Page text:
Often described as avuncular and trusting, del Bosque managed to earn the respect of a star-studded and ego-driven Bernabeu chanroom to guide Real to Champions League glory in his maiden season. Under his four-year stewardship, the Spanish capital outfit would go on to enjoy their most successful spell in the modern era, winning two league titles, another Champions League, the Spanish Supercopa, the UEFA Super Cup and the Intercontinental Cup. You would have to return to the 1950s and 1960s, and the days of Alfredo Di Stefano and Ferenc Puskas, to find such a consistent and dominant Madrid side.

However, despite his impressive record, -- 104 in his 186 matches in charge -- del Bosque was frequently undermined by eccentric club president Florentino Perez, who embarked on a wild Galactico spending spree, often minimising del Bosque's control of the team selection and transfer policy.

Just one day after winning Real Madrid's 29th league title in the 2002-03 season, del Bosque was unceremoniously sacked by Perez, who cited the need for a coach with "more emphasis on tactics, strategy and physical preparation." It was a low blow from a club that was effectively part of del Bosque's DNA but the moustachioed diplomat accepted the matter without confrontation, gracious as always -- whether in victory or defeat, triumph or failure.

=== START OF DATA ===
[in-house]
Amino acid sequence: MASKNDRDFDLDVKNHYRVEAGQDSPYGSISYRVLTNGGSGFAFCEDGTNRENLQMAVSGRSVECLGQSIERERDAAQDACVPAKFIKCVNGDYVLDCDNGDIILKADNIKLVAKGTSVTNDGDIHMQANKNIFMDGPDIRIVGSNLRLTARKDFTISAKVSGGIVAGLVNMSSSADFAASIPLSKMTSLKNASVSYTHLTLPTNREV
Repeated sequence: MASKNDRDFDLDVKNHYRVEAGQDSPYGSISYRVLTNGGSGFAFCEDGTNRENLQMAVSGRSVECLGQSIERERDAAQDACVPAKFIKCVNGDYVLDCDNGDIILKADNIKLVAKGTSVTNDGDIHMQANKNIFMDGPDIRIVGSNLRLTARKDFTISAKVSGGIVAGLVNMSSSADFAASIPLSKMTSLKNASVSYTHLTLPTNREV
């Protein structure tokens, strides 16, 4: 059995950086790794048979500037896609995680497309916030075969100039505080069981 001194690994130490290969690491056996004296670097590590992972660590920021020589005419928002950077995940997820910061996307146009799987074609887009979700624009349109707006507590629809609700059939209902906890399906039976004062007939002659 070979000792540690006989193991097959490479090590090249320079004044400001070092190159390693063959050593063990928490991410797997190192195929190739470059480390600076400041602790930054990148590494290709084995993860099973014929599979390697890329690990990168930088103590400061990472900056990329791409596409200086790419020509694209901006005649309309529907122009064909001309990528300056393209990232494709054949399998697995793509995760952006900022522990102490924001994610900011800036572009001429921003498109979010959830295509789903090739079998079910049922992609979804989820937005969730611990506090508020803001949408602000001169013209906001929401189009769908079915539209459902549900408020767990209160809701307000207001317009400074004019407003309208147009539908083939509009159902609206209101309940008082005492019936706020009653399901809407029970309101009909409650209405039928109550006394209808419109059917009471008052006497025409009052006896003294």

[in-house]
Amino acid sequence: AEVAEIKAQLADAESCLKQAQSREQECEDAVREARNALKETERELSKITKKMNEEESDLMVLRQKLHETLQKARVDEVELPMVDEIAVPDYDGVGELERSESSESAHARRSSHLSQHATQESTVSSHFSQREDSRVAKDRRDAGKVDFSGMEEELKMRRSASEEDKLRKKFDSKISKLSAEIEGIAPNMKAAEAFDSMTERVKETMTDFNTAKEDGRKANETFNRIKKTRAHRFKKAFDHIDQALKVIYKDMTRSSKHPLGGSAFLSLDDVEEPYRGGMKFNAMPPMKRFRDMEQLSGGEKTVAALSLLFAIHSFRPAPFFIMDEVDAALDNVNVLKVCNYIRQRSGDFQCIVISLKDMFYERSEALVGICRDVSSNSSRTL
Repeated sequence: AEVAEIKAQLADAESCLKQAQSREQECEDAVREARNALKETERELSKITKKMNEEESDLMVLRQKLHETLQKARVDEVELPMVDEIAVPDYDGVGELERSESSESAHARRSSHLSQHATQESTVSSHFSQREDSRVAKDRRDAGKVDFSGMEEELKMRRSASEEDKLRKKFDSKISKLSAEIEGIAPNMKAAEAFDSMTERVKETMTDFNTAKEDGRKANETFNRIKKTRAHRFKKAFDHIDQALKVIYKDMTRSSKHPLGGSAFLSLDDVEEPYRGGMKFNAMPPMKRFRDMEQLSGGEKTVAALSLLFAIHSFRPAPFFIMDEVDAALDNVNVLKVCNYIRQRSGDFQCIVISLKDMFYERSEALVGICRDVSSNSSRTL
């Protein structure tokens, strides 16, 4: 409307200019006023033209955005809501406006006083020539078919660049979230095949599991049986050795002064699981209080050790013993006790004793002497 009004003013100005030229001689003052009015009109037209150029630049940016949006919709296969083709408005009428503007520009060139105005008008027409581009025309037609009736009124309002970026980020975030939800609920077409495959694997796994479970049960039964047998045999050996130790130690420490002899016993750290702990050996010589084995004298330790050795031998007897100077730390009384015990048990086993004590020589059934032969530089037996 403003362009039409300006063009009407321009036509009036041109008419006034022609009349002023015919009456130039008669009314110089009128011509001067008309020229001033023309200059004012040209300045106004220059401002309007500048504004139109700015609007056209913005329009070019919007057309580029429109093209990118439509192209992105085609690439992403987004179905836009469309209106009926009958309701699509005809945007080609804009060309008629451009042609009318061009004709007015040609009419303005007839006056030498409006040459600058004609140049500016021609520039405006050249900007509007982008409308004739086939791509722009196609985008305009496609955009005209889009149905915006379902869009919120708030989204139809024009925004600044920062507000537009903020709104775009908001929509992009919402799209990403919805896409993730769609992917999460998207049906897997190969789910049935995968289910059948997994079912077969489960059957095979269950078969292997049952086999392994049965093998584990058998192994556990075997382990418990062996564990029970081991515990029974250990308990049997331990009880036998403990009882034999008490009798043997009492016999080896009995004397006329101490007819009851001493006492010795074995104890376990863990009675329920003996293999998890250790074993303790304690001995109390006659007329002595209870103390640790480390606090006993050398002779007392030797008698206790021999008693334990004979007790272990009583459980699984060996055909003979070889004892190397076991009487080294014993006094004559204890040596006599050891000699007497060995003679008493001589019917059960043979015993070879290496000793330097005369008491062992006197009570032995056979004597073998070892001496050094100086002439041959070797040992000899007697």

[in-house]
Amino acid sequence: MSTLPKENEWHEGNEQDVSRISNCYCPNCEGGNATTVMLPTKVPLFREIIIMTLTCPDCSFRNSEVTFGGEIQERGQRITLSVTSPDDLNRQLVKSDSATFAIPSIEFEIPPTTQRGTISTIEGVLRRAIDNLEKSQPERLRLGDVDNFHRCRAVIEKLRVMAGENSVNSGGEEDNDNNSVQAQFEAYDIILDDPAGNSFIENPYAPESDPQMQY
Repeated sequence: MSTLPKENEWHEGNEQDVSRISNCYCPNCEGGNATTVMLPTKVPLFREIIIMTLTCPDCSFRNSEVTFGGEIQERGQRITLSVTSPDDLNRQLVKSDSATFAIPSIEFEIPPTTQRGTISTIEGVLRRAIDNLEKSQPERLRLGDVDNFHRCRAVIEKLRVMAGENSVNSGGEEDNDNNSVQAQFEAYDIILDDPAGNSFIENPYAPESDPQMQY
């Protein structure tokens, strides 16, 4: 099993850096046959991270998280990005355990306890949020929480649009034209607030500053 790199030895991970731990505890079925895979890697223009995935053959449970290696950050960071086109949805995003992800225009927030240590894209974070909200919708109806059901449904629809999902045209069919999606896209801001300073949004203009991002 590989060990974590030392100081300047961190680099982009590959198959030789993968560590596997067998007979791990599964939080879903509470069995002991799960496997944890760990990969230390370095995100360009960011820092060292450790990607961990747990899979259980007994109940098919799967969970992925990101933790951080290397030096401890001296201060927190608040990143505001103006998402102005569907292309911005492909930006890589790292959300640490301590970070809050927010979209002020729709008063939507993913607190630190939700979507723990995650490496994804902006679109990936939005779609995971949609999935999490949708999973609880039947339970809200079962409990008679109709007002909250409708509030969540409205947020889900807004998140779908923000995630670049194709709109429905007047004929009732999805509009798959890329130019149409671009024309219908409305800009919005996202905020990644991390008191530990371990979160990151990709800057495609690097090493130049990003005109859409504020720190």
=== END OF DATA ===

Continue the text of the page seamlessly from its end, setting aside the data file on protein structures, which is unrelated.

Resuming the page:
The decision to axe del Bosque proved ill-advised as Real Madrid have not appeared in a Champions League final since, while they have played second fiddle to Barcelona domestically over the past decade. Del Bosque's ability to maintain the harmony of the dressing room and ensure a cohesive unit on the pitch could not be replicated. Perez's band of talented, expensive individuals simply could not function without its conductor.

Moving to Turkey in 2004, del Bosque announced his intentions to turn Besiktas into a European superpower. However, it proved a disastrous spell for the Spaniard who was sacked after less than eight months when Besiktas failed to make it past the UEFA Cup group stages and fell 14 points off the pace in the Turkish title race.